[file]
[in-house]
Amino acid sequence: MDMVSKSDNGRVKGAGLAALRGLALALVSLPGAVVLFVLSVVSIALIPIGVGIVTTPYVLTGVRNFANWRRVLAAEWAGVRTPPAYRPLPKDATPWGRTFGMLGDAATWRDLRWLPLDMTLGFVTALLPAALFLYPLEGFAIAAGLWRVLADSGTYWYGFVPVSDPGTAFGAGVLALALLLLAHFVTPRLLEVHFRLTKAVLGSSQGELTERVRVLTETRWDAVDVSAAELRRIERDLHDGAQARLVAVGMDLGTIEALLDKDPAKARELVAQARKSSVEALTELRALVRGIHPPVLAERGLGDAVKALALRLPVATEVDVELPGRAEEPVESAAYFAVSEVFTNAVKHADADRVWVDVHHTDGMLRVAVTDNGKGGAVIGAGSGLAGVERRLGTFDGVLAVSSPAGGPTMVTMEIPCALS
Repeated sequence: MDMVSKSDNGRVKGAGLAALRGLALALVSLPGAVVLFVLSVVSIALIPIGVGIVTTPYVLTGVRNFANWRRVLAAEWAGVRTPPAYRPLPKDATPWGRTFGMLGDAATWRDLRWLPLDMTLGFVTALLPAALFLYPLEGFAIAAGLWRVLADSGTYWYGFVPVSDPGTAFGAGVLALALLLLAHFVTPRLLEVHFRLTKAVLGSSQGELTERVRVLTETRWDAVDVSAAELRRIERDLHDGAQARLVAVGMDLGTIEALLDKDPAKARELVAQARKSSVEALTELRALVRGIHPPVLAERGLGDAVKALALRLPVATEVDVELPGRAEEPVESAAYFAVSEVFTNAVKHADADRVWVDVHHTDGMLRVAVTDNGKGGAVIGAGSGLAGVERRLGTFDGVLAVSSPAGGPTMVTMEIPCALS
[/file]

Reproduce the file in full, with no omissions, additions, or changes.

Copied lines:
[in-house]
Amino acid sequence: MDMVSKSDNGRVKGAGLAALRGLALALVSLPGAVVLFVLSVVSIALIPIGVGIVTTPYVLTGVRNFANWRRVLAAEWAGVRTPPAYRPLPKDATPWGRTFGMLGDAATWRDLRWLPLDMTLGFVTALLPAALFLYPLEGFAIAAGLWRVLADSGTYWYGFVPVSDPGTAFGAGVLALALLLLAHFVTPRLLEVHFRLTKAVLGSSQGELTERVRVLTETRWDAVDVSAAELRRIERDLHDGAQARLVAVGMDLGTIEALLDKDPAKARELVAQARKSSVEALTELRALVRGIHPPVLAERGLGDAVKALALRLPVATEVDVELPGRAEEPVESAAYFAVSEVFTNAVKHADADRVWVDVHHTDGMLRVAVTDNGKGGAVIGAGSGLAGVERRLGTFDGVLAVSSPAGGPTMVTMEIPCALS
Repeated sequence: MDMVSKSDNGRVKGAGLAALRGLALALVSLPGAVVLFVLSVVSIALIPIGVGIVTTPYVLTGVRNFANWRRVLAAEWAGVRTPPAYRPLPKDATPWGRTFGMLGDAATWRDLRWLPLDMTLGFVTALLPAALFLYPLEGFAIAAGLWRVLADSGTYWYGFVPVSDPGTAFGAGVLALALLLLAHFVTPRLLEVHFRLTKAVLGSSQGELTERVRVLTETRWDAVDVSAAELRRIERDLHDGAQARLVAVGMDLGTIEALLDKDPAKARELVAQARKSSVEALTELRALVRGIHPPVLAERGLGDAVKALALRLPVATEVDVELPGRAEEPVESAAYFAVSEVFTNAVKHADADRVWVDVHHTDGMLRVAVTDNGKGGAVIGAGSGLAGVERRLGTFDGVLAVSSPAGGPTMVTMEIPCALS